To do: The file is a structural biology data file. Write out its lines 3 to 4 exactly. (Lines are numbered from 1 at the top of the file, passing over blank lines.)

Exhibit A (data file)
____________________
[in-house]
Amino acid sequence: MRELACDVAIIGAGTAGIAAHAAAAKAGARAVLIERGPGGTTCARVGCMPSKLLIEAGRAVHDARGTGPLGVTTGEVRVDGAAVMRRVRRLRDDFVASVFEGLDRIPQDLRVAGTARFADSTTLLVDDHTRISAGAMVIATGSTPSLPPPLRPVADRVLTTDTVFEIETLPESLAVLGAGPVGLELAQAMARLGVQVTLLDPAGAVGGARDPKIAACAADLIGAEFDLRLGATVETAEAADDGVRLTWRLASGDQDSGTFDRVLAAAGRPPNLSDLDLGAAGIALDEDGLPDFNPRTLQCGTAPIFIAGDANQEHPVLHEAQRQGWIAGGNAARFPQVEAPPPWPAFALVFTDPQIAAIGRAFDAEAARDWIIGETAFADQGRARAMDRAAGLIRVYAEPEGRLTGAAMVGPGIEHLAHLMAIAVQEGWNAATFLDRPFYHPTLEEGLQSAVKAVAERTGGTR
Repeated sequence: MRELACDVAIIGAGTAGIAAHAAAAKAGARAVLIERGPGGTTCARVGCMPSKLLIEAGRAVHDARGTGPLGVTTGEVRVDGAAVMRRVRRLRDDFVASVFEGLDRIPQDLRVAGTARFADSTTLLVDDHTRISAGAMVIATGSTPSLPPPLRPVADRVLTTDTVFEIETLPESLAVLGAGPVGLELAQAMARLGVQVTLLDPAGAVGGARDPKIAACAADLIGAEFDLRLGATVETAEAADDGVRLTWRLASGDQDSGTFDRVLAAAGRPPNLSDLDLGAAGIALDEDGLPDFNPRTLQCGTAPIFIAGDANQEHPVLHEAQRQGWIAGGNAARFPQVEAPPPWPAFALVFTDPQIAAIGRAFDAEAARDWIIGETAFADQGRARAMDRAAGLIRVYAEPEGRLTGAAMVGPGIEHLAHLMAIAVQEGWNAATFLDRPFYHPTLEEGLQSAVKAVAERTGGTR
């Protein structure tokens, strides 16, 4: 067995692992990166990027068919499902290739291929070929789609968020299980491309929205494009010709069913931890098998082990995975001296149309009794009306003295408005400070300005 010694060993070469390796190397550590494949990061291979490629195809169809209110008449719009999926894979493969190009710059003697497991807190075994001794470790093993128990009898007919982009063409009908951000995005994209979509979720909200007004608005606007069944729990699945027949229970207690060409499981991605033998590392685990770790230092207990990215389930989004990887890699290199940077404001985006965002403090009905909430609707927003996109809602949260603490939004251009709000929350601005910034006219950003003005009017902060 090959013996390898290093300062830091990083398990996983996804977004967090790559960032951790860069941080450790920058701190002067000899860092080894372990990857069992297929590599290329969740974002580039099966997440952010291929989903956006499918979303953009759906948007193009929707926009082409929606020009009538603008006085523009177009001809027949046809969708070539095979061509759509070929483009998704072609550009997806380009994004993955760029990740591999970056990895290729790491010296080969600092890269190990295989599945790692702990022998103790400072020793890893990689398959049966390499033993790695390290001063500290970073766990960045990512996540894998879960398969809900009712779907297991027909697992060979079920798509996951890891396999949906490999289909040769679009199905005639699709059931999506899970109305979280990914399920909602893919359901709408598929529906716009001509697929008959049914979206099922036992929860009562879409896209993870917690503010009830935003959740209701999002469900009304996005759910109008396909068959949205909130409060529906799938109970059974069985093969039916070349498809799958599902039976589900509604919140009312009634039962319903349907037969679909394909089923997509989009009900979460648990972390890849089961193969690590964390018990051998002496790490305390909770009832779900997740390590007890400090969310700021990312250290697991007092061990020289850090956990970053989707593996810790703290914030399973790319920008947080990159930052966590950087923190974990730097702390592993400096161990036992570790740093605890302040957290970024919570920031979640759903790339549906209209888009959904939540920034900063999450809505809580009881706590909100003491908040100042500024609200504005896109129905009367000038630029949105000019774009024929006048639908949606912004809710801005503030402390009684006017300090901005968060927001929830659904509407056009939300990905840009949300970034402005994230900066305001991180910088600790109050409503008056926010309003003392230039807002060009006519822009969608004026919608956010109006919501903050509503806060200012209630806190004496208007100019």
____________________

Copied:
Repeated sequence: MRELACDVAIIGAGTAGIAAHAAAAKAGARAVLIERGPGGTTCARVGCMPSKLLIEAGRAVHDARGTGPLGVTTGEVRVDGAAVMRRVRRLRDDFVASVFEGLDRIPQDLRVAGTARFADSTTLLVDDHTRISAGAMVIATGSTPSLPPPLRPVADRVLTTDTVFEIETLPESLAVLGAGPVGLELAQAMARLGVQVTLLDPAGAVGGARDPKIAACAADLIGAEFDLRLGATVETAEAADDGVRLTWRLASGDQDSGTFDRVLAAAGRPPNLSDLDLGAAGIALDEDGLPDFNPRTLQCGTAPIFIAGDANQEHPVLHEAQRQGWIAGGNAARFPQVEAPPPWPAFALVFTDPQIAAIGRAFDAEAARDWIIGETAFADQGRARAMDRAAGLIRVYAEPEGRLTGAAMVGPGIEHLAHLMAIAVQEGWNAATFLDRPFYHPTLEEGLQSAVKAVAERTGGTR
């Protein structure tokens, strides 16, 4: 067995692992990166990027068919499902290739291929070929789609968020299980491309929205494009010709069913931890098998082990995975001296149309009794009306003295408005400070300005 010694060993070469390796190397550590494949990061291979490629195809169809209110008449719009999926894979493969190009710059003697497991807190075994001794470790093993128990009898007919982009063409009908951000995005994209979509979720909200007004608005606007069944729990699945027949229970207690060409499981991605033998590392685990770790230092207990990215389930989004990887890699290199940077404001985006965002403090009905909430609707927003996109809602949260603490939004251009709000929350601005910034006219950003003005009017902060 090959013996390898290093300062830091990083398990996983996804977004967090790559960032951790860069941080450790920058701190002067000899860092080894372990990857069992297929590599290329969740974002580039099966997440952010291929989903956006499918979303953009759906948007193009929707926009082409929606020009009538603008006085523009177009001809027949046809969708070539095979061509759509070929483009998704072609550009997806380009994004993955760029990740591999970056990895290729790491010296080969600092890269190990295989599945790692702990022998103790400072020793890893990689398959049966390499033993790695390290001063500290970073766990960045990512996540894998879960398969809900009712779907297991027909697992060979079920798509996951890891396999949906490999289909040769679009199905005639699709059931999506899970109305979280990914399920909602893919359901709408598929529906716009001509697929008959049914979206099922036992929860009562879409896209993870917690503010009830935003959740209701999002469900009304996005759910109008396909068959949205909130409060529906799938109970059974069985093969039916070349498809799958599902039976589900509604919140009312009634039962319903349907037969679909394909089923997509989009009900979460648990972390890849089961193969690590964390018990051998002496790490305390909770009832779900997740390590007890400090969310700021990312250290697991007092061990020289850090956990970053989707593996810790703290914030399973790319920008947080990159930052966590950087923190974990730097702390592993400096161990036992570790740093605890302040957290970024919570920031979640759903790339549906209209888009959904939540920034900063999450809505809580009881706590909100003491908040100042500024609200504005896109129905009367000038630029949105000019774009024929006048639908949606912004809710801005503030402390009684006017300090901005968060927001929830659904509407056009939300990905840009949300970034402005994230900066305001991180910088600790109050409503008056926010309003003392230039807002060009006519822009969608004026919608956010109006919501903050509503806060200012209630806190004496208007100019």